Supply-chain transparency and alternative protein sources top food trend predictions for 2019
Tyson Foods publishes its 2019 consumer trend predictions and featuring in the shortlist is transparent food and protein diversity.
Mystery solved: transparent food takes hold
New technology is providing everyone, not just experts and professionals, with background information about their food. The concept of tracking food from farm to table, which first took hold with some smaller brands, will become a focus for big food in 2019. Technologies such as blockchain are poised to drive change, with some retailers and companies tracking food from sourcing to shipping to store. New bar code technology is also enabling shoppers to scan a product code with their smart phone and see the farm the chicken came from, how far it travelled and even view a picture of the farmer who raised it.
What does this mean in 2019? Larger companies will dedicate resources to transparency and educating people on the sourcing and production of their products. These efforts will extend beyond best practices at the farm and factory level to include sustainable packaging and clean product labelling initiatives. With 39 percent of consumers saying they are willing to switch to brands that use more transparent labels, expect the growing role of technology to spur advancements in this area.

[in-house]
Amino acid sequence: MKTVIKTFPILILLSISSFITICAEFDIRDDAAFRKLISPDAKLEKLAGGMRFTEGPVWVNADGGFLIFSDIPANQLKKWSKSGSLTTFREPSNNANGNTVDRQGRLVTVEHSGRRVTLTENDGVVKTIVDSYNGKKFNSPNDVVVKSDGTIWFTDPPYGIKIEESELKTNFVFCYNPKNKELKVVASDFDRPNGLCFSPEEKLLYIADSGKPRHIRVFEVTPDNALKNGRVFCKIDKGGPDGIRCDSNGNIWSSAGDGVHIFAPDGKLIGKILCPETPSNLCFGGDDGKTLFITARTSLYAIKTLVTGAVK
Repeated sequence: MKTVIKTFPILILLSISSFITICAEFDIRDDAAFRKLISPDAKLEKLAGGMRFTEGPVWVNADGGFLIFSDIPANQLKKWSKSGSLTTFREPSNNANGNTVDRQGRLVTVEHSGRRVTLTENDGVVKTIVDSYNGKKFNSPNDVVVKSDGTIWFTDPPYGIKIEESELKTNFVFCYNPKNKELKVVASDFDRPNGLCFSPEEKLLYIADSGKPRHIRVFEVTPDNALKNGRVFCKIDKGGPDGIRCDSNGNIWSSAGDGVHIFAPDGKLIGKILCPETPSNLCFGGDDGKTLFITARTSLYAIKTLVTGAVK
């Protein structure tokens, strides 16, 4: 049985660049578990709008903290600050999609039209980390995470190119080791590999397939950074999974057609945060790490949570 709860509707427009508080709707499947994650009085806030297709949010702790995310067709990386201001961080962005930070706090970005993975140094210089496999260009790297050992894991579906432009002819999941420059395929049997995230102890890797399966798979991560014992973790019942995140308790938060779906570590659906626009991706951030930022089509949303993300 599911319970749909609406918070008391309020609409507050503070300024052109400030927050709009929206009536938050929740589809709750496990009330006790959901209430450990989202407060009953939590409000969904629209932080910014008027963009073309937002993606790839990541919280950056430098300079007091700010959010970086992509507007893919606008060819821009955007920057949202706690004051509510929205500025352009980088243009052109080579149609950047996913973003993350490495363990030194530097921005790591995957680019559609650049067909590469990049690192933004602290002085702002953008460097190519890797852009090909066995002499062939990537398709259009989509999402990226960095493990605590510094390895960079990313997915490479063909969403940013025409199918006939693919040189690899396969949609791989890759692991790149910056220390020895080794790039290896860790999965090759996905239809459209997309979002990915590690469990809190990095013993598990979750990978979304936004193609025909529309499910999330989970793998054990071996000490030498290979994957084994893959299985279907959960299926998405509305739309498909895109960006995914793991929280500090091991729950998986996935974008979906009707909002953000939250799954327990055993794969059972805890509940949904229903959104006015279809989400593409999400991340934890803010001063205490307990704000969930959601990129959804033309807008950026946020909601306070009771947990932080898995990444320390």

Protein goes wild
Want not, waste not! There has been a growing trend for new cuts of meat and “nose to tail” eating (where every part of the animal is being put to use) taking shape in the US after years of companies exporting these proteins oversees where, in some cases, (like chicken paws in China) they are considered delicacies.
Demand for proteins like crickets and seaweed is expected to expand in 2019, as curiosity and willingness to explore options grows. In fact, the market for insects in North America alone is expected to rise to 153.9M BY 2023, up from $44.1M in 2018. And finally, with 40 percent of Americans trying to eat more plant-based foods, cue the growing new world of plant-based protein.
Veggie burgers have gone global, as people try to find the perfect “cut” of “meat,” as taste, texture, look and feel of plant-based proteins improve every day. Beyond Meat features pea, fava bean and rice protein with trace amounts of beet for colour, coconut oil for juiciness and an algae-based casing. And while still a few years away from grocery stores, lab grown proteins, such as Memphis Meats, are expected to generate more interest. The evolution of protein seems limitless in 2019.
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